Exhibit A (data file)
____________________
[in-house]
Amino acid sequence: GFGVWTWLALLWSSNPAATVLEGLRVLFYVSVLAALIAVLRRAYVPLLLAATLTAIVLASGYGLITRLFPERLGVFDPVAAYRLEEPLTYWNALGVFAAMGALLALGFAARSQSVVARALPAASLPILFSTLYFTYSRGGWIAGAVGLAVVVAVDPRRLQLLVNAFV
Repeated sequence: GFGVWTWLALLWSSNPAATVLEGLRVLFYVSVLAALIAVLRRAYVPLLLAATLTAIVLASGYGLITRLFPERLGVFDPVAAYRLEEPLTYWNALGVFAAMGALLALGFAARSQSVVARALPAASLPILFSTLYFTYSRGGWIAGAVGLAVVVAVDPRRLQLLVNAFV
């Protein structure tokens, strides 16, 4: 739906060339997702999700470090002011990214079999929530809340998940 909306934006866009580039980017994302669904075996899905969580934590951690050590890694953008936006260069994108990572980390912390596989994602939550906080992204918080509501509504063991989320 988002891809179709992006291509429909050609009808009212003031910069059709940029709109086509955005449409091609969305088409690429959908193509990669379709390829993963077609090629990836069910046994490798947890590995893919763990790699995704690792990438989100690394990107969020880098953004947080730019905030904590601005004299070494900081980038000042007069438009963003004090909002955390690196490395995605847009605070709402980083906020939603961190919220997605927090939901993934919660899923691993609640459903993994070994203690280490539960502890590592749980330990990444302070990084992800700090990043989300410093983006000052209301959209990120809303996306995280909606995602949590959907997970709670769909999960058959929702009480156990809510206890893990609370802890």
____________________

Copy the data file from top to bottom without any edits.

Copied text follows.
[in-house]
Amino acid sequence: GFGVWTWLALLWSSNPAATVLEGLRVLFYVSVLAALIAVLRRAYVPLLLAATLTAIVLASGYGLITRLFPERLGVFDPVAAYRLEEPLTYWNALGVFAAMGALLALGFAARSQSVVARALPAASLPILFSTLYFTYSRGGWIAGAVGLAVVVAVDPRRLQLLVNAFV
Repeated sequence: GFGVWTWLALLWSSNPAATVLEGLRVLFYVSVLAALIAVLRRAYVPLLLAATLTAIVLASGYGLITRLFPERLGVFDPVAAYRLEEPLTYWNALGVFAAMGALLALGFAARSQSVVARALPAASLPILFSTLYFTYSRGGWIAGAVGLAVVVAVDPRRLQLLVNAFV
């Protein structure tokens, strides 16, 4: 739906060339997702999700470090002011990214079999929530809340998940 909306934006866009580039980017994302669904075996899905969580934590951690050590890694953008936006260069994108990572980390912390596989994602939550906080992204918080509501509504063991989320 988002891809179709992006291509429909050609009808009212003031910069059709940029709109086509955005449409091609969305088409690429959908193509990669379709390829993963077609090629990836069910046994490798947890590995893919763990790699995704690792990438989100690394990107969020880098953004947080730019905030904590601005004299070494900081980038000042007069438009963003004090909002955390690196490395995605847009605070709402980083906020939603961190919220997605927090939901993934919660899923691993609640459903993994070994203690280490539960502890590592749980330990990444302070990084992800700090990043989300410093983006000052209301959209990120809303996306995280909606995602949590959907997970709670769909999960058959929702009480156990809510206890893990609370802890």